Allison Gardner to present talk on the emergence of Lyme disease in Maine on Monday, October 19

On Monday, October 19, 2020, Allison Gardner will present “Tick Talk: Understanding the Socio-Ecological Drivers of the Emergence of Lyme Disease in Maine” as part of the Science Café series from the MDI Biological Laboratory. The talk will be held via Zoom; registration is required.

Allison is a medical entomologist, assistant professor in the School of Biology and Ecology at UMaine and a Mitchell Center faculty fellow. She is part of a team of researchers on the Mitchell Center project Mitigating Environmental-Human Determinants of Tickborne Disease Risk in Acadia National Park.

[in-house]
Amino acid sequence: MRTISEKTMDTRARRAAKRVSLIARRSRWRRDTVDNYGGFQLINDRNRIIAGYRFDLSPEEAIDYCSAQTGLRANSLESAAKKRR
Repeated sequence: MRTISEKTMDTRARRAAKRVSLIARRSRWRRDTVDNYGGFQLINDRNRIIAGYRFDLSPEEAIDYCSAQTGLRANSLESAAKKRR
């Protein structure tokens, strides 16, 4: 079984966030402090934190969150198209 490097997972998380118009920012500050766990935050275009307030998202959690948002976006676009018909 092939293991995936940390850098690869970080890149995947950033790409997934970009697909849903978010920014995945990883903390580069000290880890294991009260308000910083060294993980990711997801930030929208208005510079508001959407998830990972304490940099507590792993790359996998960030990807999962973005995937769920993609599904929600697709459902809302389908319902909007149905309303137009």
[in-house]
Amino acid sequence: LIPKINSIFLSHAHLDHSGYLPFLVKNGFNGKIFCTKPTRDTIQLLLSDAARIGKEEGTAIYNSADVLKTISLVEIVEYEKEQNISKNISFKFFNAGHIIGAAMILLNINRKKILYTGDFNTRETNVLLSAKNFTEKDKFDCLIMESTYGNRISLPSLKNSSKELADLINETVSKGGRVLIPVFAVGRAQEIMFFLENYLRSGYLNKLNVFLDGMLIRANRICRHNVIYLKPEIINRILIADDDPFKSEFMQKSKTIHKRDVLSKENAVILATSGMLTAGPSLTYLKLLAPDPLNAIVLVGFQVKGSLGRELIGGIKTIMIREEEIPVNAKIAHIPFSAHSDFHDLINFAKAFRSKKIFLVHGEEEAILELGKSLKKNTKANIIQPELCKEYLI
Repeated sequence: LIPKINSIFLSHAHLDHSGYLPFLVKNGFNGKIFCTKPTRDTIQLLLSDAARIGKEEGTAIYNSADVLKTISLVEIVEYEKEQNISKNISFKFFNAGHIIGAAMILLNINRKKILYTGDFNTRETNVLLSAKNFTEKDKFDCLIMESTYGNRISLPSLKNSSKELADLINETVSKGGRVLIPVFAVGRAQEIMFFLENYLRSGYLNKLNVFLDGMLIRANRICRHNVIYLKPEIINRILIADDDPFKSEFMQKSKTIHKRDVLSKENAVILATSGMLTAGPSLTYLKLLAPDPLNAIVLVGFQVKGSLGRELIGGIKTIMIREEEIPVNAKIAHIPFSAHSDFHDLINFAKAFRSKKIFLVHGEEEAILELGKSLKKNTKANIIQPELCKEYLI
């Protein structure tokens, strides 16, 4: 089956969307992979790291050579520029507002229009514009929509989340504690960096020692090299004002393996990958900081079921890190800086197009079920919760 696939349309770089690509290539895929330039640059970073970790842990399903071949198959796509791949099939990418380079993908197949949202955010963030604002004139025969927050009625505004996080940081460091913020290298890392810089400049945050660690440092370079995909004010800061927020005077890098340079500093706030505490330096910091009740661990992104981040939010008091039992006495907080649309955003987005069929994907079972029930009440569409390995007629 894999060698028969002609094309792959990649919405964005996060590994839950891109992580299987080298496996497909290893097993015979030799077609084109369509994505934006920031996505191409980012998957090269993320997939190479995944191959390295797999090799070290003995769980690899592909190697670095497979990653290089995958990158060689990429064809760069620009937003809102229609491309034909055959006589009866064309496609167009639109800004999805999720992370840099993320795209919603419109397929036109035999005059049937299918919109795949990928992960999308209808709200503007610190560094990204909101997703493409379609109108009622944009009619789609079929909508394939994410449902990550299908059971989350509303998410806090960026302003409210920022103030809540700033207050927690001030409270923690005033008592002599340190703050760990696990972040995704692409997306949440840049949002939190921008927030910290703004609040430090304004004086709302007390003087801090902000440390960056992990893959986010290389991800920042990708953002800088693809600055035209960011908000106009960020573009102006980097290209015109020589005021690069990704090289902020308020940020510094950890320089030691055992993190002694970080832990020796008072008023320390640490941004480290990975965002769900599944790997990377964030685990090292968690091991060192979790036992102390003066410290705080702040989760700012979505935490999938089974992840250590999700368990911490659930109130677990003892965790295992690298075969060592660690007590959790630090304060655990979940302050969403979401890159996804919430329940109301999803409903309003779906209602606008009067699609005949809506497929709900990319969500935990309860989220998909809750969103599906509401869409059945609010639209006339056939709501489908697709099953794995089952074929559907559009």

The blacklegged tick (Ixodes scapularis) first appeared in Maine during the 1980s, and its geographic range expansion has been associated with an increase in the prevalence of tickborne pathogens throughout the state. Maine has experienced a five-fold increase in incidence of Lyme disease in humans over the past decade, and multiple emerging tickborne diseases are also on the rise, including human babesiosis, human granulocytic anaplasmosis and Powassan virus. This talk will explore the ecological and social drivers of the spread of the blacklegged tick and the pathogens it transmits, drawing upon ongoing, collaborative research at UMaine, and discuss management strategies to inhibit tickborne disease transmission among wildlife and humans.